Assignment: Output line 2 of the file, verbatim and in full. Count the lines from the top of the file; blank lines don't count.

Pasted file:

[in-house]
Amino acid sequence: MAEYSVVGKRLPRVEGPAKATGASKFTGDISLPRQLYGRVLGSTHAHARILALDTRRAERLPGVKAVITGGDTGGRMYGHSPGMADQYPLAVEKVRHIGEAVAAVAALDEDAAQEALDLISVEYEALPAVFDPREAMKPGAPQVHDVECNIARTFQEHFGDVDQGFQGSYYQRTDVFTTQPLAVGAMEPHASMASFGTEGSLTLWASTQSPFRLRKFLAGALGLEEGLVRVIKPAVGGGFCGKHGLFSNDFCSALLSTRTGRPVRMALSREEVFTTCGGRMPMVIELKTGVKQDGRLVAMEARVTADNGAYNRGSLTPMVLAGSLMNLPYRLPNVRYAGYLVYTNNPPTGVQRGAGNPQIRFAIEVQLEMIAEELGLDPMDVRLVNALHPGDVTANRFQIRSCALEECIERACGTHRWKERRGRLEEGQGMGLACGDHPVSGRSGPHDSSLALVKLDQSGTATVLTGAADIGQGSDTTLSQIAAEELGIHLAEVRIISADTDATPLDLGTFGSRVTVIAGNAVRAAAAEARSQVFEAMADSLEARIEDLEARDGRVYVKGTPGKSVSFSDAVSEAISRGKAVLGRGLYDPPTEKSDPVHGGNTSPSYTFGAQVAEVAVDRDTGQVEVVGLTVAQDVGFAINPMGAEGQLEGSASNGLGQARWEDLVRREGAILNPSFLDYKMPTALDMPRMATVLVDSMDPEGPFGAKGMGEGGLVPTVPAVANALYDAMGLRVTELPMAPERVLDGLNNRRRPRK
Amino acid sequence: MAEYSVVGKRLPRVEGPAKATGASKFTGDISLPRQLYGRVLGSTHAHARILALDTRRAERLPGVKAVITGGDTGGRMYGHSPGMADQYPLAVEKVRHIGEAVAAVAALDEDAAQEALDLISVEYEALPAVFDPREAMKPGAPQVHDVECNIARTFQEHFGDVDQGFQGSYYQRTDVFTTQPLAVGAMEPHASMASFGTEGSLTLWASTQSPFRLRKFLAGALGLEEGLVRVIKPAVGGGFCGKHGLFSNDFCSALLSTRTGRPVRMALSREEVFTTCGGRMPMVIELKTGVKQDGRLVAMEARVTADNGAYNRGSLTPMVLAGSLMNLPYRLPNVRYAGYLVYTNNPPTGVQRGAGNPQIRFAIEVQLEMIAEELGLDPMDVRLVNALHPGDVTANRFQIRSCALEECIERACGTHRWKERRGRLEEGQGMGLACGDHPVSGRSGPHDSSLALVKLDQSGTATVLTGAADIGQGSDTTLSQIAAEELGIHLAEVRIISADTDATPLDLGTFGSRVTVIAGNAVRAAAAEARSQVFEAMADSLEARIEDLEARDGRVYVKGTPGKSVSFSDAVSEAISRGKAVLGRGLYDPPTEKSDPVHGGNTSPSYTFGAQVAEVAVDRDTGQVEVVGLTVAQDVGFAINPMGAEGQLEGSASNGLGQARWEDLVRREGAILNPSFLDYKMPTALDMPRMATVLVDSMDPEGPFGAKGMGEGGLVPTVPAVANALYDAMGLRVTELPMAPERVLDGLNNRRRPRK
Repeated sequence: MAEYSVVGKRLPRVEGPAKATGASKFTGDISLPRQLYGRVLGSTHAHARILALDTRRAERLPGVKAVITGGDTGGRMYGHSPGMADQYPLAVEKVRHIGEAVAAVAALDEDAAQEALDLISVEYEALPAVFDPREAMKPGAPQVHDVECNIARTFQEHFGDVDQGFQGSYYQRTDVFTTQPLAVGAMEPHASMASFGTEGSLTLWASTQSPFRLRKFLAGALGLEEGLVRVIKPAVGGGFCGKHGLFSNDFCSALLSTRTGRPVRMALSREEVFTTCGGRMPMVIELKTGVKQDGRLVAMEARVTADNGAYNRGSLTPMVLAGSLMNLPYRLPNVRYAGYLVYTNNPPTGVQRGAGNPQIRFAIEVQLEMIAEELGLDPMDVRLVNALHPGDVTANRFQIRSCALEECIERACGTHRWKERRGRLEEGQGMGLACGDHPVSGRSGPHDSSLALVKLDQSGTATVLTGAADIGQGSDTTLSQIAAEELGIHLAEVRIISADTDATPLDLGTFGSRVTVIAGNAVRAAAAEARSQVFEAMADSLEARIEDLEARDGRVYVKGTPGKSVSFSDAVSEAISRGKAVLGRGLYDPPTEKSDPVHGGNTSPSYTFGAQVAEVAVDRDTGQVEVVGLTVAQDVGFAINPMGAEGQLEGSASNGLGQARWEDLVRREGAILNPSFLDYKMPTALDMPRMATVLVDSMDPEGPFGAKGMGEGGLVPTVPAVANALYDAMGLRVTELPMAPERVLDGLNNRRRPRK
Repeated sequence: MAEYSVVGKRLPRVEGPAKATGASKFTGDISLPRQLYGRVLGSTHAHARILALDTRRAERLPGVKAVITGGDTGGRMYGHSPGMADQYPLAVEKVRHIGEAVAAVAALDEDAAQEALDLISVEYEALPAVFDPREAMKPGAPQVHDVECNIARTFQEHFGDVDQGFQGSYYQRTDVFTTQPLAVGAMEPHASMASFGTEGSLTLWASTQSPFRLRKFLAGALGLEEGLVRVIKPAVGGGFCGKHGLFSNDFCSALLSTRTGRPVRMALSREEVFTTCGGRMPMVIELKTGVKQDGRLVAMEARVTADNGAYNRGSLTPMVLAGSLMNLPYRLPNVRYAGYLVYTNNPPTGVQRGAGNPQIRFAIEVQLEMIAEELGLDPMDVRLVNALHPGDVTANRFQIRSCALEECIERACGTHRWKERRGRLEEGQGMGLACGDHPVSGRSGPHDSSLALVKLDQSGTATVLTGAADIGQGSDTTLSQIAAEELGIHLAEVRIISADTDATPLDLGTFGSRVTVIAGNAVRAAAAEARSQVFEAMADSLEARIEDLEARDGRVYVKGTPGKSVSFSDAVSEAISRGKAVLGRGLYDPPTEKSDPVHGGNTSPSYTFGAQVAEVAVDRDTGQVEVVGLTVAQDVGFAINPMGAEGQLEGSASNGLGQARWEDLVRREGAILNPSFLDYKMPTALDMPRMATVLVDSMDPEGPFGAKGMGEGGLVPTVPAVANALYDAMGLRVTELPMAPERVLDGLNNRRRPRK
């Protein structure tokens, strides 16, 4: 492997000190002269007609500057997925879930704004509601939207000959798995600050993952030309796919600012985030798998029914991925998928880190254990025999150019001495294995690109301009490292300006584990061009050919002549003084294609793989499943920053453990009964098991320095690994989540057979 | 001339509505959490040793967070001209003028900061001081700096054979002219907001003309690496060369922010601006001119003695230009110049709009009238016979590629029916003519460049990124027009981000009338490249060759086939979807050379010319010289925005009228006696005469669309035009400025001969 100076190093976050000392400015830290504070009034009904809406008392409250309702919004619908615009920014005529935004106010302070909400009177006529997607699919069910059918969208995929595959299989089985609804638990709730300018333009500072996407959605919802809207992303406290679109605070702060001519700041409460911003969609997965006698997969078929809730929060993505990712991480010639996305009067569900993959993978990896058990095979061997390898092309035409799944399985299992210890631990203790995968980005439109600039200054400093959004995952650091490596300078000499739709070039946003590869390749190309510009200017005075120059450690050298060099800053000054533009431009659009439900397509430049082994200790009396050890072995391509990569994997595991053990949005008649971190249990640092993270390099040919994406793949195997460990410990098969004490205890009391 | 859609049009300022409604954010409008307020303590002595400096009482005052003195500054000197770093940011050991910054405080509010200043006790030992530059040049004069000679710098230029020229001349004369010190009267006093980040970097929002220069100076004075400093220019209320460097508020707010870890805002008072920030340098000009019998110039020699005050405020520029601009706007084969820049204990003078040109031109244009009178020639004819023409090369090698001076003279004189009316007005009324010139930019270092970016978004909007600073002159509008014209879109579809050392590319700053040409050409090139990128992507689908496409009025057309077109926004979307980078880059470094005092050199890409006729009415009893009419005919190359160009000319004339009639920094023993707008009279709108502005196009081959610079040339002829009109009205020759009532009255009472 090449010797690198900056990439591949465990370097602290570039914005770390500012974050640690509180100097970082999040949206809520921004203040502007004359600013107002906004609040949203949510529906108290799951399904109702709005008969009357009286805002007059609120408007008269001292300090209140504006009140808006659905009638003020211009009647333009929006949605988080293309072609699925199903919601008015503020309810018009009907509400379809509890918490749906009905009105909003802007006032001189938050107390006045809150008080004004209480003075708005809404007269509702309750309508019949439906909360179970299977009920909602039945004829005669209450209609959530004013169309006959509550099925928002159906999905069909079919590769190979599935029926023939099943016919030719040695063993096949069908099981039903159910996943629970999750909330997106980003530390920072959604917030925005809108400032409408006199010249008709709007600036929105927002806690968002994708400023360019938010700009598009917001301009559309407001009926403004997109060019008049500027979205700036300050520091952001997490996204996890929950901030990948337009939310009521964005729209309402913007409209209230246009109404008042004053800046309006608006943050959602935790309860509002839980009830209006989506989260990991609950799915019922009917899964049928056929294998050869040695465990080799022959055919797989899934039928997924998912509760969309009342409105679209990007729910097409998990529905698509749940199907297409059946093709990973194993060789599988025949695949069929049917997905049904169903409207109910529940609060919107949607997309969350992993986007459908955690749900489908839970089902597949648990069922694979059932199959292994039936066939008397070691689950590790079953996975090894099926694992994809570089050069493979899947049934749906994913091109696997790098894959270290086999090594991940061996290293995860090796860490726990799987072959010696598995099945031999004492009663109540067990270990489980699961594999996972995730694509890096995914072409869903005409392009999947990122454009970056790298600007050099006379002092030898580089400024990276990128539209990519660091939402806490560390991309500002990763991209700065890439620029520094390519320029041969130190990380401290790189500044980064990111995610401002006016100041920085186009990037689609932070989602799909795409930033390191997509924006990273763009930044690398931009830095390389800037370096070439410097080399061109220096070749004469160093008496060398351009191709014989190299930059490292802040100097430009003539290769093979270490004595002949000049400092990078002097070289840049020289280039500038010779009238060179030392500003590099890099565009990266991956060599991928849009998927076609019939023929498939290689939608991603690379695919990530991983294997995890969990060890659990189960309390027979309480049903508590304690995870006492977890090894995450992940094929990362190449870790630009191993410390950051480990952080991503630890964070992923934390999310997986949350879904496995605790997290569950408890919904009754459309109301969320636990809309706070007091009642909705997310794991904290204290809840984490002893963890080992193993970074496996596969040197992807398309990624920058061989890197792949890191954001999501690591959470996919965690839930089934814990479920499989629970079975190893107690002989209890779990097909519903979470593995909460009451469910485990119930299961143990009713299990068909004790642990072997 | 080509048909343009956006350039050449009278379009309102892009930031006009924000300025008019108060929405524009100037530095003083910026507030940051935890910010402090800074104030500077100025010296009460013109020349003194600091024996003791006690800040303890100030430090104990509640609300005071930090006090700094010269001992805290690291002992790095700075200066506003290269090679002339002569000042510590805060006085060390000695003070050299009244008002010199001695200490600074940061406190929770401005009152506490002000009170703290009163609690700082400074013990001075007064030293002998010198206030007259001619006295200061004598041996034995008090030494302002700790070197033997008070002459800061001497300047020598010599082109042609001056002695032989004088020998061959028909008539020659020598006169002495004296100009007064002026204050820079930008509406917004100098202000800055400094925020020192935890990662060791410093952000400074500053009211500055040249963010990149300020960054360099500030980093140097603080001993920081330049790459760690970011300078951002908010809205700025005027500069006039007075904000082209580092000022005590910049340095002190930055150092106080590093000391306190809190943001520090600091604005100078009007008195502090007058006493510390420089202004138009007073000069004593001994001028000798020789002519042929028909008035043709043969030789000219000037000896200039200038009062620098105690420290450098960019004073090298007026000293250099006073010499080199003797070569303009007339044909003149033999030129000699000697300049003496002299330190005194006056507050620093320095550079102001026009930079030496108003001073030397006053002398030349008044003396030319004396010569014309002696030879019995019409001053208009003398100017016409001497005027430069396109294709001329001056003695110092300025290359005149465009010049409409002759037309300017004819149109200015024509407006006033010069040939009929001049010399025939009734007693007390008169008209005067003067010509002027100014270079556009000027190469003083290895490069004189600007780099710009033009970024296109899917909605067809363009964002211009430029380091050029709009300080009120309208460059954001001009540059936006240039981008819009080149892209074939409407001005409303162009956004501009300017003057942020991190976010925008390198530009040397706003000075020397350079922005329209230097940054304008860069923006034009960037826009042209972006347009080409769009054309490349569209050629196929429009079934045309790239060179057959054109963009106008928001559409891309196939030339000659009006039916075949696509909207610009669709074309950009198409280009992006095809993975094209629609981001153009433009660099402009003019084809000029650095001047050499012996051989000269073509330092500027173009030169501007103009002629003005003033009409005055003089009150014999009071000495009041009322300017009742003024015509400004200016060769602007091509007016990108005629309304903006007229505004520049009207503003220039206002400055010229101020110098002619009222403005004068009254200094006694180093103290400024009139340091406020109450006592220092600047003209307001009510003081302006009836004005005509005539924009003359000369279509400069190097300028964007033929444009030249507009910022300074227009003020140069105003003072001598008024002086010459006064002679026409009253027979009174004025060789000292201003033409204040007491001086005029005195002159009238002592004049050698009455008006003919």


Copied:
Amino acid sequence: MAEYSVVGKRLPRVEGPAKATGASKFTGDISLPRQLYGRVLGSTHAHARILALDTRRAERLPGVKAVITGGDTGGRMYGHSPGMADQYPLAVEKVRHIGEAVAAVAALDEDAAQEALDLISVEYEALPAVFDPREAMKPGAPQVHDVECNIARTFQEHFGDVDQGFQGSYYQRTDVFTTQPLAVGAMEPHASMASFGTEGSLTLWASTQSPFRLRKFLAGALGLEEGLVRVIKPAVGGGFCGKHGLFSNDFCSALLSTRTGRPVRMALSREEVFTTCGGRMPMVIELKTGVKQDGRLVAMEARVTADNGAYNRGSLTPMVLAGSLMNLPYRLPNVRYAGYLVYTNNPPTGVQRGAGNPQIRFAIEVQLEMIAEELGLDPMDVRLVNALHPGDVTANRFQIRSCALEECIERACGTHRWKERRGRLEEGQGMGLACGDHPVSGRSGPHDSSLALVKLDQSGTATVLTGAADIGQGSDTTLSQIAAEELGIHLAEVRIISADTDATPLDLGTFGSRVTVIAGNAVRAAAAEARSQVFEAMADSLEARIEDLEARDGRVYVKGTPGKSVSFSDAVSEAISRGKAVLGRGLYDPPTEKSDPVHGGNTSPSYTFGAQVAEVAVDRDTGQVEVVGLTVAQDVGFAINPMGAEGQLEGSASNGLGQARWEDLVRREGAILNPSFLDYKMPTALDMPRMATVLVDSMDPEGPFGAKGMGEGGLVPTVPAVANALYDAMGLRVTELPMAPERVLDGLNNRRRPRK